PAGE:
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Clydesdales/Athenas (200+ lb / 91+ kg) Looking to lose that spare tire? Ideal weight 200+? Frustrated being a large cyclist in a sport geared for the ultra-light? Learn about the bikes and parts that can take the abuse of a heavier cyclist, how to keep your body going while losing the weight, and get support from others who've been successful.

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Old 04-28-10, 07:14 PM   #1
Elwood Blues
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Bike advice- not straightforward- please don't gloss over!!

Hi all,

I'm looking to buy a new bike and I need some help with it. I have been riding a dual suspension Trek as my main mode of transportation for 10 years (when it isn't snowing) and it is pretty much at the end of its life. Looking at how much it would cost to replace all the worn parts is approaching the cost of a new bike. When I bought the bike, I was communing/riding on variable XC trails and worked really well. However, several years back I moved cities and the terrain changed and the Trek didnít work so well anymore.

Hereís the environment Iím in:
-I live in a city with really bad roads everywhere (Northern Canada)
-There is very little flat ground and lots of hills in this area, so you seem to be always climbing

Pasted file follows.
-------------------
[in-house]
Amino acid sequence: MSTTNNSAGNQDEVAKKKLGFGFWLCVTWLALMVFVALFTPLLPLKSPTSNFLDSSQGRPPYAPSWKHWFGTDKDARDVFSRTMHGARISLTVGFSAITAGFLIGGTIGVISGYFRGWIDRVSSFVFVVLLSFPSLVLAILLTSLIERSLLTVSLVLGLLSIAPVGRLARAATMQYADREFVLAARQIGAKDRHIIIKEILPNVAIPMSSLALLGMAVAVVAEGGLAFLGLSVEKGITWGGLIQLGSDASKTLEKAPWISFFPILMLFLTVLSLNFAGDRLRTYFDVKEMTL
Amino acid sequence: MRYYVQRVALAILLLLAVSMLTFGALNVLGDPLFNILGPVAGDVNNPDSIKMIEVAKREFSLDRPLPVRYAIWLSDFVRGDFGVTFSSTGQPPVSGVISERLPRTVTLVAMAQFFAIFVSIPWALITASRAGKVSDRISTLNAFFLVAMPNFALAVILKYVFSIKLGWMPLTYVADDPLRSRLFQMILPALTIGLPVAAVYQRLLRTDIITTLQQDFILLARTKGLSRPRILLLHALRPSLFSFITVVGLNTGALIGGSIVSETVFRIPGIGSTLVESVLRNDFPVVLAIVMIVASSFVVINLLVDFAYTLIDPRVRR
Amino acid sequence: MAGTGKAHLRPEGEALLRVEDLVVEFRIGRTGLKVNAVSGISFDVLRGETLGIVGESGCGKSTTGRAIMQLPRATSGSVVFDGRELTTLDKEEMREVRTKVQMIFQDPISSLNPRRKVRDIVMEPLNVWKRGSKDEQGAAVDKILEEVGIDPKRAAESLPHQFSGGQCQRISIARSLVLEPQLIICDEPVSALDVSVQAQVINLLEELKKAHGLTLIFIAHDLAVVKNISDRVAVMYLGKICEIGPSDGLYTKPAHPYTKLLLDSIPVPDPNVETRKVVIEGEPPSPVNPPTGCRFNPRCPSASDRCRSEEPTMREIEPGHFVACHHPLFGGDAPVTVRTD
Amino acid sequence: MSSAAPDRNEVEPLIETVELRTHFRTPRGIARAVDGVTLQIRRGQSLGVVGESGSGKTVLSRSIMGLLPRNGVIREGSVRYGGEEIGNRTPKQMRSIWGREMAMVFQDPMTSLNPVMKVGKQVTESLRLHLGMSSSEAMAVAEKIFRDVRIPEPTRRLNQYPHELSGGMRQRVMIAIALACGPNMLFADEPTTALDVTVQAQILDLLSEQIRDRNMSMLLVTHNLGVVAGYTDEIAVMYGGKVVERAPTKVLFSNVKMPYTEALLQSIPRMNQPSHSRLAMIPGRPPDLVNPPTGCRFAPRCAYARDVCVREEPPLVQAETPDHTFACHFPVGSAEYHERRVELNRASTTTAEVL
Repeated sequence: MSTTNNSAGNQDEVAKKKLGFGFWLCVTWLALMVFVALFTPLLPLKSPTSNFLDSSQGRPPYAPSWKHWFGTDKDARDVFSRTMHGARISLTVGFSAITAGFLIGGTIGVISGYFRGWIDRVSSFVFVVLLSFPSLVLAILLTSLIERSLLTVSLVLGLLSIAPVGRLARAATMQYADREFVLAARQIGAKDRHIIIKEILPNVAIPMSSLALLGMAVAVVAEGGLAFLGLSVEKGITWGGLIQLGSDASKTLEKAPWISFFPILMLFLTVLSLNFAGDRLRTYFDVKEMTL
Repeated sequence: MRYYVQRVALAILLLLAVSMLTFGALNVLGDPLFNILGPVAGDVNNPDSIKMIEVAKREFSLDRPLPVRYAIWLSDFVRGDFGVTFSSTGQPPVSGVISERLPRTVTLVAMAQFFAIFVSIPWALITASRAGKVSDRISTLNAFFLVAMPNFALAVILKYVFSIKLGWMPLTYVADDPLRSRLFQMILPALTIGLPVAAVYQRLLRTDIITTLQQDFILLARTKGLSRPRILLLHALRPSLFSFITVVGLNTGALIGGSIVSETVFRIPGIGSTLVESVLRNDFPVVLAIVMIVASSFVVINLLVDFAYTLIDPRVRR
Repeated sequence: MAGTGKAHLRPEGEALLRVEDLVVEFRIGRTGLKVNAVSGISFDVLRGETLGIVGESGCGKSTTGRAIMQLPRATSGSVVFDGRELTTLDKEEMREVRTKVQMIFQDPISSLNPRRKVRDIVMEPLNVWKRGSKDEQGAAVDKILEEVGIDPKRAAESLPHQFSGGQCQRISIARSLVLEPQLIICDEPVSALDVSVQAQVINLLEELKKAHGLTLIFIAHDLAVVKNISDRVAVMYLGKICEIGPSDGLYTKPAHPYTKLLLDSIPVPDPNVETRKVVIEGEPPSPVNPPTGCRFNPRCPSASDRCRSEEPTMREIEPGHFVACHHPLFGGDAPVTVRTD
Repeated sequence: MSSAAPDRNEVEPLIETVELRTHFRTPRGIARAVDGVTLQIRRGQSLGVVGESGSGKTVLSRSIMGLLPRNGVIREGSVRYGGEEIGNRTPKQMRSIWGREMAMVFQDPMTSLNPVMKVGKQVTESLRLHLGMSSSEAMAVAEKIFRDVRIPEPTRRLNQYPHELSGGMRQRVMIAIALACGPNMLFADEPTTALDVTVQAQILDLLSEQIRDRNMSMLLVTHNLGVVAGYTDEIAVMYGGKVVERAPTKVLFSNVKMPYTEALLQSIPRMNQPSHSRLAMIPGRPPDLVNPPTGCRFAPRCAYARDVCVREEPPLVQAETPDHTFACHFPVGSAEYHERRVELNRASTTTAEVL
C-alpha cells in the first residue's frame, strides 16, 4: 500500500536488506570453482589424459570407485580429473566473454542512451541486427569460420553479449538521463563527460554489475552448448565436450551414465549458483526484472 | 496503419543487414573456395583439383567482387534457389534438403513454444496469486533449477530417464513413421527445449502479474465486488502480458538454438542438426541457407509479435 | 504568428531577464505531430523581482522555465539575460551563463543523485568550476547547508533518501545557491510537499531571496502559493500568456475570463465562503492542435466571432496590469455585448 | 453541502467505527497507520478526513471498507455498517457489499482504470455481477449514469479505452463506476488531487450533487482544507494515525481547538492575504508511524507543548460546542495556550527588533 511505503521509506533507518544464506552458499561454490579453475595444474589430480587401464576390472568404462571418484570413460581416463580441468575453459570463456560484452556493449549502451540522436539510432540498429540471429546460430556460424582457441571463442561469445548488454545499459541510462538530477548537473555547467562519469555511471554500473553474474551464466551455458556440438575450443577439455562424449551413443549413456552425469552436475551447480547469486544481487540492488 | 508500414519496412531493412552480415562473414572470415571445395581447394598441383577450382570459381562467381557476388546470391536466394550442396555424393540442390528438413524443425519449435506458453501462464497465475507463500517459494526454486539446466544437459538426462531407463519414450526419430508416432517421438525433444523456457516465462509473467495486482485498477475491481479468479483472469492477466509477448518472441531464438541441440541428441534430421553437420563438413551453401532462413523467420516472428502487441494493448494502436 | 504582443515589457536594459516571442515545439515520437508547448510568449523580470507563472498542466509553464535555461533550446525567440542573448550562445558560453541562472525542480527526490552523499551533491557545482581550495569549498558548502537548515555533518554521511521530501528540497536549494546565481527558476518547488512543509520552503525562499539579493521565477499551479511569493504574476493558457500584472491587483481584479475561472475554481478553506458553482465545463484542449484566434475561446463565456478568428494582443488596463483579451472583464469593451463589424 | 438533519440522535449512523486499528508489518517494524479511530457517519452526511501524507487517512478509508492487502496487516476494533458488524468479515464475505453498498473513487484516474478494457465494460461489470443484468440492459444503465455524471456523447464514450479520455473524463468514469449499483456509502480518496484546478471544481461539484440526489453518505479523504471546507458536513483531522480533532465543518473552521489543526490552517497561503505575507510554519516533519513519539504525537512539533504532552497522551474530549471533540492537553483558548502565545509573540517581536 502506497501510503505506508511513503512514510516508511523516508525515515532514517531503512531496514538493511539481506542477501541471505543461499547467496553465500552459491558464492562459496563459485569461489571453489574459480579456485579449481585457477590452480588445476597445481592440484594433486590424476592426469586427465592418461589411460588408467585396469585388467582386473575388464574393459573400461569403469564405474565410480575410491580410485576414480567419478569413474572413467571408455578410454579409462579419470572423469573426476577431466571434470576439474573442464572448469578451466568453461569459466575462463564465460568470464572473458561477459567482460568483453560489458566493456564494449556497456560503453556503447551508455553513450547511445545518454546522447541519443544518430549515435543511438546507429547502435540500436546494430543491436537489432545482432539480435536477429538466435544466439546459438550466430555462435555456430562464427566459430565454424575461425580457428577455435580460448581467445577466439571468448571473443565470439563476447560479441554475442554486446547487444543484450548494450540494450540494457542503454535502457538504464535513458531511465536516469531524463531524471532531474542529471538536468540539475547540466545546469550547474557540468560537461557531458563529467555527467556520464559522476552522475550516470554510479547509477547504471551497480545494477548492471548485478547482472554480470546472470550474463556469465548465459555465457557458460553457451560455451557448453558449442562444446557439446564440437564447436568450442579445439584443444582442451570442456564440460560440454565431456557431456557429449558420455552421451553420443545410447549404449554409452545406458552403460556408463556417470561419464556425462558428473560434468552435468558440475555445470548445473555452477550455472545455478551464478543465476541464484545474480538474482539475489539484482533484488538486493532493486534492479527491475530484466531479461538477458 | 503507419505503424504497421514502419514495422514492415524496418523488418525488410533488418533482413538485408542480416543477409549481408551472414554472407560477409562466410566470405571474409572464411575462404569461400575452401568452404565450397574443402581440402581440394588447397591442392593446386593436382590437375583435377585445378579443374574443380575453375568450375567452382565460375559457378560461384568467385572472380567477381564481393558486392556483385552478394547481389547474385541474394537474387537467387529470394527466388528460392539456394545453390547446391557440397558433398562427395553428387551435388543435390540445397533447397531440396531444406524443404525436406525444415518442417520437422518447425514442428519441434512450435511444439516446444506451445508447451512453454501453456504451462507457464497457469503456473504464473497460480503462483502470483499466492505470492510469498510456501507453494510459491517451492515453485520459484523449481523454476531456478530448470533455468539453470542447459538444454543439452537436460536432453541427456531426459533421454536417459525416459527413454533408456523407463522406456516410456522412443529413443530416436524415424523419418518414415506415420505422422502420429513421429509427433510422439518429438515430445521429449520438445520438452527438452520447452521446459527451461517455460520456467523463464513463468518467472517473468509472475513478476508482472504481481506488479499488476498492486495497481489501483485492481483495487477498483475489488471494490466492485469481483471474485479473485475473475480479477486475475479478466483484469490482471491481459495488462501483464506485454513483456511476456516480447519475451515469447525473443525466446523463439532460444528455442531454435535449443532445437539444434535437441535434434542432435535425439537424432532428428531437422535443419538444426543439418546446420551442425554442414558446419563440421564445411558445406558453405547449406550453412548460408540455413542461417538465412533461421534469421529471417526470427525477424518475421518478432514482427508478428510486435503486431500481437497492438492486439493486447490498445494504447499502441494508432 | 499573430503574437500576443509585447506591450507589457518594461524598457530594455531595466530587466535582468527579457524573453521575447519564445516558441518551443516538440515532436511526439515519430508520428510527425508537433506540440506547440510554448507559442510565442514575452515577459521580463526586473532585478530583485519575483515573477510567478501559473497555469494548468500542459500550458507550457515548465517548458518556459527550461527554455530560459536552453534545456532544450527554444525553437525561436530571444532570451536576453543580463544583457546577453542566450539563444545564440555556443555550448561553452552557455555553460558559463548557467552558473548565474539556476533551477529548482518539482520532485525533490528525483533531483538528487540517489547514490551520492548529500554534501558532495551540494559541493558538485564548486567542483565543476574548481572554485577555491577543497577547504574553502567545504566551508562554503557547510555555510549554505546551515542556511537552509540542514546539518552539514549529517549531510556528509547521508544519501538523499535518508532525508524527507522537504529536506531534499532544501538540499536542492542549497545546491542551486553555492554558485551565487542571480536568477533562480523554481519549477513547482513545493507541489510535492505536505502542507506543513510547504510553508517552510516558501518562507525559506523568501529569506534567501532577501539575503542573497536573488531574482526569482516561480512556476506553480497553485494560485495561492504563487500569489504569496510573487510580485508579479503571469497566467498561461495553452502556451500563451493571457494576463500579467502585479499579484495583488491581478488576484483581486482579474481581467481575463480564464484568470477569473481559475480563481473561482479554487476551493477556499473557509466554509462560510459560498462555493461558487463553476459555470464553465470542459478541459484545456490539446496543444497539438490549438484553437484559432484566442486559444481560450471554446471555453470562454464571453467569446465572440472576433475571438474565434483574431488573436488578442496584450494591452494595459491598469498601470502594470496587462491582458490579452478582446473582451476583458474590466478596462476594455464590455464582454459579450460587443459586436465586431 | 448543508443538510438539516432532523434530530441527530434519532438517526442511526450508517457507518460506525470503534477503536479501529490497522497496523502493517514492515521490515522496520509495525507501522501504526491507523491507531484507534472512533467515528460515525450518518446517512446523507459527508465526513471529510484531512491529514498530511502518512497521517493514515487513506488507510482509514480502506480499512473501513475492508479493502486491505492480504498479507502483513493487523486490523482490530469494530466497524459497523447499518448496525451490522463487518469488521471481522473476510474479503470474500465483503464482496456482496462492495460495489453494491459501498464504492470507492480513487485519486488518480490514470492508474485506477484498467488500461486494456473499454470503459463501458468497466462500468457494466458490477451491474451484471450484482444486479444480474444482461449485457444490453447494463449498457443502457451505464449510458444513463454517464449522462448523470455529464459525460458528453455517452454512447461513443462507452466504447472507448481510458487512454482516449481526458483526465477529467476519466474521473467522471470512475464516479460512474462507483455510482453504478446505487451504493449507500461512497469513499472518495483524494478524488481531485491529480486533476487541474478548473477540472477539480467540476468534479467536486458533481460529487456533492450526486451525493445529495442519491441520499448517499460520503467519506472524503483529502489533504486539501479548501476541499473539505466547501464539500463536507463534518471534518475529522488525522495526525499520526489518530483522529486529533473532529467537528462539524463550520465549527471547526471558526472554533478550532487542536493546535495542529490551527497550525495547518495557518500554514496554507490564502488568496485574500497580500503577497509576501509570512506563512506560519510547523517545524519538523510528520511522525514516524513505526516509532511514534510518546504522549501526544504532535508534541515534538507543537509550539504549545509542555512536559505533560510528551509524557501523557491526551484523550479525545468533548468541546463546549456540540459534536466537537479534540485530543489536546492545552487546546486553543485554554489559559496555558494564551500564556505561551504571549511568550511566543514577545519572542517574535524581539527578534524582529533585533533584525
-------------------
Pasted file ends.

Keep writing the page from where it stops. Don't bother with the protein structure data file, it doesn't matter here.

Hereís me:
-Clyde (240 lbs plus the weight of the inevitable backpack)
-Unusually strong legs- I hate that feeling that you are always going to break something taking off from a stop light or when you really want to put the hammer down and are just going to rip all the teeth off your cogs. Donít laugh- itís happened to me twice.

Things I want in the bike:
-Comfortable for short AND long hauls on crap roads, uphill with cargo
-I always seem to have cargo with me so bomber racks or rack mounts are a must
-I would like the flexibly to do trail rides (fit wider knobbly tires)
-If I feel brave, the ability to run studded tires in the winter
-Lightweight, but being a Clyde, I donít how light I can get
-Durable to get many years out of it
-Easy maintenance preferably on a worldwide scale
-Easy adjustability- like not having the front derailleur directly under a swing arm pivot which makes the HI LO screws next to impossible to tune
-Brakes that will stop the bike, me, and my cargo in the wet flying down a hill when some huge truck in inevitably pulls in front of me